Soil Health

What is soil health?

According to the USDA Natural Resources Conservation Service “Soil health, also referred to as soil quality, is defined as the continued capacity of soil to function as a vital living ecosystem that sustains plants, animals, and humans.” The soil health concept recognizes that soil is a living system with properties and processes that perform essential ecosystem services.   Soil health is measured through multi-factor assessments that include biological, chemical, and physical characteristics that help with understanding vital soil functions.

Soils have both inherent and dynamic properties.  Inherent properties include characteristics such as depth, mineral type, texture, and gravel content.  Dynamic properties can be changed by management, although the scope of change is limited by inherent soil properties.  Examples of dynamic soil properties are soil structure, organic matter content, water infiltration rate, water holding capacity, and nutrient holding capacity.

Key principles to improving soil health include keeping soil covered, minimizing soil disturbance, using plant diversity to improve below-ground diversity, and keeping living roots in the soil as long as possible throughout the year.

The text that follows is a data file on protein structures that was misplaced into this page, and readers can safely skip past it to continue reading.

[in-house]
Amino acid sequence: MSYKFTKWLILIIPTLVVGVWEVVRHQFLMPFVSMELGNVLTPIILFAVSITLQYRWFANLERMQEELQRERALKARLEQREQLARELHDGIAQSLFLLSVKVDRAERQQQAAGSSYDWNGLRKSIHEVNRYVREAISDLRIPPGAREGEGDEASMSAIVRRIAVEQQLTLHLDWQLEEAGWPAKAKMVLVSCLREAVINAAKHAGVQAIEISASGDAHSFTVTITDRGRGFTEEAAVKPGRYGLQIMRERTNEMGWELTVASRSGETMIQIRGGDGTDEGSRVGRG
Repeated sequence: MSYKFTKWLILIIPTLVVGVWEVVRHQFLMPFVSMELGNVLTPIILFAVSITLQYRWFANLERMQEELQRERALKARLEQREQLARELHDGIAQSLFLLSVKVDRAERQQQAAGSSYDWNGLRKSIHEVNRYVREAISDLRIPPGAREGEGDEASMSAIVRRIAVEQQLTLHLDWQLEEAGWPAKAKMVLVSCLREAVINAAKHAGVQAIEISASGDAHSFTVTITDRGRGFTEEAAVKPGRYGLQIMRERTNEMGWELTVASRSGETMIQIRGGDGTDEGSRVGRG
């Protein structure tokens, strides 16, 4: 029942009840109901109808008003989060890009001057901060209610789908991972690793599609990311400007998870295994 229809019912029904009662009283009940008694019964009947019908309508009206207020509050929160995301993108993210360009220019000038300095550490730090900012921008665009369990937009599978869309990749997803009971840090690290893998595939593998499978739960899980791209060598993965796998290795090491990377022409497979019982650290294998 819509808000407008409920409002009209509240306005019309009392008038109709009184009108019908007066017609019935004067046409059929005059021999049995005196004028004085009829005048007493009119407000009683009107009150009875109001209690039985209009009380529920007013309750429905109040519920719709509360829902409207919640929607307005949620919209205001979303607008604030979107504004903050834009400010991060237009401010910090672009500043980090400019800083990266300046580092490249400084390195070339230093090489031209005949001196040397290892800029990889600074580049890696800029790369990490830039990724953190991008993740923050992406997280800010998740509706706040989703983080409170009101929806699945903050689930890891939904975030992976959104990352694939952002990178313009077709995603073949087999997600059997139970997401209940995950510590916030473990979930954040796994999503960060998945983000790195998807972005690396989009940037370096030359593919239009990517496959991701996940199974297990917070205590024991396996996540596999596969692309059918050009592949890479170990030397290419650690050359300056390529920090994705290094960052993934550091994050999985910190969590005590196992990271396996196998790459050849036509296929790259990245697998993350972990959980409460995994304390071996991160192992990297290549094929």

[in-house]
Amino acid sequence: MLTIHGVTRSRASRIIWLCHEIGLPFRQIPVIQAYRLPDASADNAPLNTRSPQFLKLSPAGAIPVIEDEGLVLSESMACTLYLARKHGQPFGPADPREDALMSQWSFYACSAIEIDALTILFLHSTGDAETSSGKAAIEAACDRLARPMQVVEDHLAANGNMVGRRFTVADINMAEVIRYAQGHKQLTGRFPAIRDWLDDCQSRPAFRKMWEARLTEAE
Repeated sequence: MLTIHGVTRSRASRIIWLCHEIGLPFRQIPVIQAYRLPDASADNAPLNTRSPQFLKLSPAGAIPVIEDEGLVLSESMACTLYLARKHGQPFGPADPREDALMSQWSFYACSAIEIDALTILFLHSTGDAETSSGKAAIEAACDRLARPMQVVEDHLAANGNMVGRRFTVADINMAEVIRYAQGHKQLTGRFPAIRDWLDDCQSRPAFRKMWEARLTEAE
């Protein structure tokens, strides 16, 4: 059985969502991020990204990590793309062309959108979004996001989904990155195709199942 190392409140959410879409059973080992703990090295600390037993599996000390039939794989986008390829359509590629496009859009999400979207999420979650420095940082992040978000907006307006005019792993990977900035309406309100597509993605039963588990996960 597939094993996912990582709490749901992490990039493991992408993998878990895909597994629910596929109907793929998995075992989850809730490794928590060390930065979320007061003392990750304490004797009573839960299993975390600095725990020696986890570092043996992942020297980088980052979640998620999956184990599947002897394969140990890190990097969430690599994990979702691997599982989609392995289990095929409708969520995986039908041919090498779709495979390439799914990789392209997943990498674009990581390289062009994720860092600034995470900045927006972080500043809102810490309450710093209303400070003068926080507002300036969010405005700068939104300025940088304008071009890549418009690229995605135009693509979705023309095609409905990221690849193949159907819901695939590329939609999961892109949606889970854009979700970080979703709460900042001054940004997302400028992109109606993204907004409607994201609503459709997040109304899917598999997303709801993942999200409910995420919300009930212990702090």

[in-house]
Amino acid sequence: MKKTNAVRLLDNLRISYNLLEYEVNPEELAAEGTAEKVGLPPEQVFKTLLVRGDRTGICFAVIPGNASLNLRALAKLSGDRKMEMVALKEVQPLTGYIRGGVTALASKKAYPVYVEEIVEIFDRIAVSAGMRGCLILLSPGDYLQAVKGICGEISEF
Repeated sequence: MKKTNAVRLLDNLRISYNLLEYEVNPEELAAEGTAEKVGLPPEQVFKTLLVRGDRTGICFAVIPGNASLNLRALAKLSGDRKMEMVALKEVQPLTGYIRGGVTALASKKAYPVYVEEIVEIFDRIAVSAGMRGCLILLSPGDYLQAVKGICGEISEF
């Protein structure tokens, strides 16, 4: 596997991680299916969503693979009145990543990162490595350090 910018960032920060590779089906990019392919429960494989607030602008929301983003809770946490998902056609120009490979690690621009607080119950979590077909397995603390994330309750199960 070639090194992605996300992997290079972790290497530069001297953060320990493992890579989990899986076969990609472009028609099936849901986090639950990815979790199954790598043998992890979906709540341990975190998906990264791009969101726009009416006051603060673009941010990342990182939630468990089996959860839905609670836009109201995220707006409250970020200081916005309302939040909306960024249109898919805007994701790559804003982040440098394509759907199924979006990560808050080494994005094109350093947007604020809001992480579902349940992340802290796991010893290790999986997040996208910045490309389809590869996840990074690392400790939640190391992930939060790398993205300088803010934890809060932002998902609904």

Managing for soil health provides important ecosystem services such as improved water storage and water quality (from erosion prevention and nutrient retention), and sequestering carbon from the atmosphere.  On the production side, soil health and crop health are closely linked.  For North Coast farms, the goal is to achieve optimal soil health, while maintaining or increasing production and quality.

Principles of Soil Health

• Keep soil covered as much as possible.

• Keep soil covered as much as possible.

• Use plant diversity to increase diversity in the soil.

• Keep living roots in the soil as long as possible.• Disturb the soil as little as possible.

 

Benefits of Increased Soil Health

  • Increased nutrient and water holding capacity
  • Reduced run-off of sediment and nutrients
  • Increased carbon sequestration and reduction of greenhouse gases in atmosphere
  • Increased root penetration and aeration
  • Increased water infiltration
  • Erosion control
  • Resilient to drought and high intensity rainfall events
  • Increased nutrient cycling
  • Less fertilizer inputs
  • Increased biodiversity
  • Reduced risk of disease